Even in the absence of sunlight, a recent study suggests that a unique set of atmospheric conditions could generate hydroxide (OH) molecules that aid in the self-purification of the atmosphere by neutralizing pollutants.

Researchers, including a scholar from the University of California, Irvine (UCI), discovered that an electric field at the boundary between airborne water particles and ambient air can produce OH through a previously unknown process.

OH oxidizes hydrocarbons and prevents their atmospheric buildup, according to UCI chemistry professor Sergey Nizkorodov.

Christian George, the study’s main author and an atmospheric chemist at the University of Lyon in France, noted that OH initiates reactions that decompose airborne pollutants and eradicate hazardous compounds such as sulphur dioxide and nitric oxide.

Understanding the sources and sinks of OH is crucial to reducing air pollution, as it is a significant component of atmospheric chemistry.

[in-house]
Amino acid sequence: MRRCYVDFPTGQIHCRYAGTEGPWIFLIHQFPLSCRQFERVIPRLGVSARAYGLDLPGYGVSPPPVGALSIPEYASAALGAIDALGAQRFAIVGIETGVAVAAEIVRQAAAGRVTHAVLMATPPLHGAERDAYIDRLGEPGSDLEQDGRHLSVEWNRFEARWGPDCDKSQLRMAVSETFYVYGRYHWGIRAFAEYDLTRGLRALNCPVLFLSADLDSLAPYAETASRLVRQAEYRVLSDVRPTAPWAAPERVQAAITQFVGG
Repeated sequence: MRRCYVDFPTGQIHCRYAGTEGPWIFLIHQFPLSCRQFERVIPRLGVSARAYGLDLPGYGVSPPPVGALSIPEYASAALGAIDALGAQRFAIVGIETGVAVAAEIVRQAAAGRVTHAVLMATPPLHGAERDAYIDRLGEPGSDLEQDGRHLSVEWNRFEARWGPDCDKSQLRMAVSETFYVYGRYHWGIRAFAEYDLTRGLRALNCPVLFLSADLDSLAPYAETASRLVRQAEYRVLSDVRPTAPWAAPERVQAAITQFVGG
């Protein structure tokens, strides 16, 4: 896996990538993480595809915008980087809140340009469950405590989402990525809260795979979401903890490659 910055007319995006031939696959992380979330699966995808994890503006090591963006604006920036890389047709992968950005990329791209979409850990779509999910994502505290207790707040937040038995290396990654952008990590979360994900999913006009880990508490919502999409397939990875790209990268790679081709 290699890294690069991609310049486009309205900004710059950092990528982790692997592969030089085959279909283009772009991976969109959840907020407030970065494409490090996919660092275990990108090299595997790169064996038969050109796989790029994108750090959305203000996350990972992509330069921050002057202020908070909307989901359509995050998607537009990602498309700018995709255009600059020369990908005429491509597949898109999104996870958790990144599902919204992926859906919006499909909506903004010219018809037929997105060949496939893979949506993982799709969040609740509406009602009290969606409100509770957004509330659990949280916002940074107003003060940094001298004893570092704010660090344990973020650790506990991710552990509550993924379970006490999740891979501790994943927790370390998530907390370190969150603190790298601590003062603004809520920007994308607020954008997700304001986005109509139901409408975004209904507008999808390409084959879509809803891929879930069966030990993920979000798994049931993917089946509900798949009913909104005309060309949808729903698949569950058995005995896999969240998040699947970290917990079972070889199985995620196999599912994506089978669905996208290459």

According to Sergey Nizkorodov, it is commonly believed that OH is produced through photochemistry or redox chemistry, which requires sunlight or metal catalysts. The current investigation, however, contradicts this assumption.

This study builds on prior findings by scientists from Stanford University, who reported the spontaneous formation of hydrogen peroxide on the surfaces of water droplets. The team examined various containers containing varying concentrations of OH and determined OH production in the dark by incorporating a “probe” molecule that fluoresced upon reaction with OH.

Which substances contribute most to global warming?

CO2, Methane, HCFCs, Ozone, and so forth.

What is the planet’s entire surface area?

510.1 million sq. km

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